Industry’s Balancing Act

As the 2015-’16 heating season approaches and retailers begin to build pellet inventories, Pellet Mill Magazine dug into the complexities of operating a year-round facility that manufactures a seasonal product for its September/October issue.
By Tim Portz | September 21, 2015

The continued growth and vitality of this industry hinges on the satisfaction of its customers after each heating season. The surest way to frustrate and ultimately lose customers is to not meet their needs. As the 2015-’16 heating season approaches and retailers begin to build pellet inventories, the team at Pellet Mill Magazine dug into the complexities of operating a year-round facility that manufactures a seasonal product. Our team appreciates these nuances and we’re fortunate to have the guidance of our excellent editorial board.

Two features in this issue are built upon the results of an industry survey we wrote in close consultation with our editorial board in early August. We invited and urged the industry to participate, and we were thrilled when more than 50 producers took the time to answer our questions. Both Senior Editor Ron Kotrba’s and Associate Editor Katie Fletcher’s features build upon the survey’s findings. Our survey establishes that the majority of producers in the industry are aggressively growing their businesses, as a third of respondents reported over a 20 percent increase in annual production in the past two years. Still, the survey and Fletcher’s and Kotrba’s stories make it clear that the product’s seasonality creates challenges for producers and retailers alike.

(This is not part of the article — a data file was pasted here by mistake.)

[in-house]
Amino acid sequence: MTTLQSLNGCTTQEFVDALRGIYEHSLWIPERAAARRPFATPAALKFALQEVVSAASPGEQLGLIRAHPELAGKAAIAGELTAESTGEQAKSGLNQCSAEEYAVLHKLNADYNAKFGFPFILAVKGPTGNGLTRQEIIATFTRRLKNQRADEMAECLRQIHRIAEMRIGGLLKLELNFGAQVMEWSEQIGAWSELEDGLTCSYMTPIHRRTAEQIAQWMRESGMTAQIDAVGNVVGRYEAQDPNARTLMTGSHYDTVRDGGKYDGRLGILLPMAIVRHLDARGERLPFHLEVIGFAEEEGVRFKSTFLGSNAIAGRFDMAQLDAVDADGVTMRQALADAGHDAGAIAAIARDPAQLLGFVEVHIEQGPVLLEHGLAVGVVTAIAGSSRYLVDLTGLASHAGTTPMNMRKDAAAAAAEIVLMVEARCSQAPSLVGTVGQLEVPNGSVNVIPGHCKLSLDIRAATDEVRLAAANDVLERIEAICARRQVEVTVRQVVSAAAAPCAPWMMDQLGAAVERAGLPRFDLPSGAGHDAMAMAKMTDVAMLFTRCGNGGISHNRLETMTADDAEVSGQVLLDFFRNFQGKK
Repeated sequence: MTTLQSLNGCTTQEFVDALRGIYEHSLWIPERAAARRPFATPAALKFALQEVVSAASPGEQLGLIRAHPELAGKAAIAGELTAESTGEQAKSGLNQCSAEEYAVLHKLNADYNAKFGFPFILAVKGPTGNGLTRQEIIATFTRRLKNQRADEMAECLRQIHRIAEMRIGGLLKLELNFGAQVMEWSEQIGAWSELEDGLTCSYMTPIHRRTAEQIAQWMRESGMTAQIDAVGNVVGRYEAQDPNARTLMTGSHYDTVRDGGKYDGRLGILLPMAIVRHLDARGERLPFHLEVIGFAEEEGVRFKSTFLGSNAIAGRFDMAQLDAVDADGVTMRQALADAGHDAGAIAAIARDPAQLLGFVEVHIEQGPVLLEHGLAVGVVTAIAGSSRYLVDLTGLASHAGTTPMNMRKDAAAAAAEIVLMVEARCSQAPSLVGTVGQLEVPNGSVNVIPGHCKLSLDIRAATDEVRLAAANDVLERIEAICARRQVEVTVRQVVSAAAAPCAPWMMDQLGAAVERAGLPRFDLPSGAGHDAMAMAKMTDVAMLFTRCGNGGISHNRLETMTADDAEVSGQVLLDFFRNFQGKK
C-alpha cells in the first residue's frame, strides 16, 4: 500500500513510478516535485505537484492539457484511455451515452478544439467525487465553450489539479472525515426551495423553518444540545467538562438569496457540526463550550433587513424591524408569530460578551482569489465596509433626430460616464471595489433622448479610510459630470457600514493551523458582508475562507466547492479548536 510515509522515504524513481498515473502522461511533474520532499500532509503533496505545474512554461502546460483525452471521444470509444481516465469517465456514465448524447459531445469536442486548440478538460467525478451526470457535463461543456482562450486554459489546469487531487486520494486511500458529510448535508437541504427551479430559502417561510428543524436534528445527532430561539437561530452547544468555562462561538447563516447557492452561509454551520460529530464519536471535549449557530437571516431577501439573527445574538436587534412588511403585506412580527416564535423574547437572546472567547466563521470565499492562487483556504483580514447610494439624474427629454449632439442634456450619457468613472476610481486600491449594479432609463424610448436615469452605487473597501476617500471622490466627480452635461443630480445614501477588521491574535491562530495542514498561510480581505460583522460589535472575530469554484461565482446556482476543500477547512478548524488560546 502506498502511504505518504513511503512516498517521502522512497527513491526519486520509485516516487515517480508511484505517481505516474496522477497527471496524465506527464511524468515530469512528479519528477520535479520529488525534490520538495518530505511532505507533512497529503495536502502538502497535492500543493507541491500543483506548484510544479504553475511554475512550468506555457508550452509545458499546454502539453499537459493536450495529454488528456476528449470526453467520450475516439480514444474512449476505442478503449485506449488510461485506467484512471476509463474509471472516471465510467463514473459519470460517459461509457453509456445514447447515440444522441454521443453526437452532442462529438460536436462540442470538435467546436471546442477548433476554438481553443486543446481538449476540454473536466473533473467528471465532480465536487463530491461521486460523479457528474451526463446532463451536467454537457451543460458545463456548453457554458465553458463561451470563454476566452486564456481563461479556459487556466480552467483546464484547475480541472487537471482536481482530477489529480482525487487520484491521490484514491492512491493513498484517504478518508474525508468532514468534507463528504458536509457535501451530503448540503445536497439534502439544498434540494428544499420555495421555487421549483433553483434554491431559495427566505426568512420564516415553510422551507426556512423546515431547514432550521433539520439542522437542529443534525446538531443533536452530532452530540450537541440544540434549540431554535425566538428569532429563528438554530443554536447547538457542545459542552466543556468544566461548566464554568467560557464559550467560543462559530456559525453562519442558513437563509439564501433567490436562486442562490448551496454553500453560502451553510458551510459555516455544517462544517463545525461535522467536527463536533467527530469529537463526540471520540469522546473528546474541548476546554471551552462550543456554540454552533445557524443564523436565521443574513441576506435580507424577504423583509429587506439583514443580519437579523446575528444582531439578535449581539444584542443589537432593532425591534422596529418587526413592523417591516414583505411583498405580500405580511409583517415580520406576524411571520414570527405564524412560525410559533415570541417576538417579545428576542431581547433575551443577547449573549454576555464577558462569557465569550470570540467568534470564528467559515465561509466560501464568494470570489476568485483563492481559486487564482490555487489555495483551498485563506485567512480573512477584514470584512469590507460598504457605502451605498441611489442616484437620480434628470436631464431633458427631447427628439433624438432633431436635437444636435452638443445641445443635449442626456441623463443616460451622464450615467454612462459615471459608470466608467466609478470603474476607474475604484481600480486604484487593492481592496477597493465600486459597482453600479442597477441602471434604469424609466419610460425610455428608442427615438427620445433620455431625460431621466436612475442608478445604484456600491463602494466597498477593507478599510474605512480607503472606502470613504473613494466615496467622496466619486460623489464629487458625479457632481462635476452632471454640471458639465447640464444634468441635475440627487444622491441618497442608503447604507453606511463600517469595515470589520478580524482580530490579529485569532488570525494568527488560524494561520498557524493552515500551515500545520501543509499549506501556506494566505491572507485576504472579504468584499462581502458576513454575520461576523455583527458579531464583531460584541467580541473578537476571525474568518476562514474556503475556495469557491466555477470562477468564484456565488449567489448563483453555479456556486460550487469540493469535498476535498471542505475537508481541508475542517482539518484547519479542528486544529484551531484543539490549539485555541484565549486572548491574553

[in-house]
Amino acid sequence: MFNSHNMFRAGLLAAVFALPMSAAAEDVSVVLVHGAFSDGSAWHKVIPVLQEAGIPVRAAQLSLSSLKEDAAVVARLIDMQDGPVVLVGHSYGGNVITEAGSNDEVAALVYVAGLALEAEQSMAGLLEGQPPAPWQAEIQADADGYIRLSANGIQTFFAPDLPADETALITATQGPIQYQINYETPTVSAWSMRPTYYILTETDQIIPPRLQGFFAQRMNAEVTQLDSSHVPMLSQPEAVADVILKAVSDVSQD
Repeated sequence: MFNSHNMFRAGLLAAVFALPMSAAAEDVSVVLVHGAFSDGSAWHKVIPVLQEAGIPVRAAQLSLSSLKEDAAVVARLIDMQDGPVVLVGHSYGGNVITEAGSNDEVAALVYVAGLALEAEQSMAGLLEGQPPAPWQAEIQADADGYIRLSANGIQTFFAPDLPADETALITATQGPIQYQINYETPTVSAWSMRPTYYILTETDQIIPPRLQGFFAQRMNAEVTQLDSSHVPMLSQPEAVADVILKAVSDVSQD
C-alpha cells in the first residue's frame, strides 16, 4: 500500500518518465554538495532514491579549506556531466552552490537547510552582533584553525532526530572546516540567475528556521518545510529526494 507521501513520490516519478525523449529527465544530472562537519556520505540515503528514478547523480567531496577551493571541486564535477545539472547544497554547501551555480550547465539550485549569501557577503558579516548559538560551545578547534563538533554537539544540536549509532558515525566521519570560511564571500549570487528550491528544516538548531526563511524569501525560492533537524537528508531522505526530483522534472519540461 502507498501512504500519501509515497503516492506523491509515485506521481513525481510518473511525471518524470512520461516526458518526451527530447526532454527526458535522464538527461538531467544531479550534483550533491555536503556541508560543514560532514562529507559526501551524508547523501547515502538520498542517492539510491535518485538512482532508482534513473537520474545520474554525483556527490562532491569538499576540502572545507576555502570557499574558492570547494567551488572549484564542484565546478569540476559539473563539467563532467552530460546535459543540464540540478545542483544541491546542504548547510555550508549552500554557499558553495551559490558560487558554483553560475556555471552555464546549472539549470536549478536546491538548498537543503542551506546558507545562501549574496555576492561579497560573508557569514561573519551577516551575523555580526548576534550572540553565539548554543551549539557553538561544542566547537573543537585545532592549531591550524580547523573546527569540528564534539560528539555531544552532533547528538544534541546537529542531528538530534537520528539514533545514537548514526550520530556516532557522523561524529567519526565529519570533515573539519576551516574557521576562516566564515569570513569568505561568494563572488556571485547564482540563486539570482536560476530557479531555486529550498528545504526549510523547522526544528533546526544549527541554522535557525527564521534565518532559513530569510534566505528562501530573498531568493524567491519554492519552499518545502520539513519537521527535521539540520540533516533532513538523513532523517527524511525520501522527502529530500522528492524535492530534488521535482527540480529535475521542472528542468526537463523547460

For her story, “Capacity, Capital, Storage Partner in ‘Pellet Dance’,” Fletcher asked a number of producers how their operations balance the opportunity for growth while limiting the risk of ending a heating season holding too much inventory. American Wood Fibers CEO Stephen Faehner told her, “I believe more of us are putting a higher percentage of our capacity in storage—at least those of us who have the financial ability to do so.”  For Faehner, the ability to capture upside demand with on-hand inventory late in the heating season outstrips the risk of inventory carryover. The sources in Kotrba’s story, “Matching Pellet Supply With Growing Demand,” are quick to point out that amassing inventory not only requires a storage solution, but an outlay of capital and disciplined management of cash flow. Paul Stringer, vice president of sales and marketing, told Kotrba, “This is a business that requires investment. It is an investment that you have to make to be a good supplier.”

This issue, more so than any other issue this year, would not have been possible without the guidance of our editorial board and the robust participation of the entire industry. I offer you our thanks and invite you to enjoy the great stories we were able to produce as a result.

Tim Portz
Vice President of Content & Executive Editor
tportz@bbiinternational.com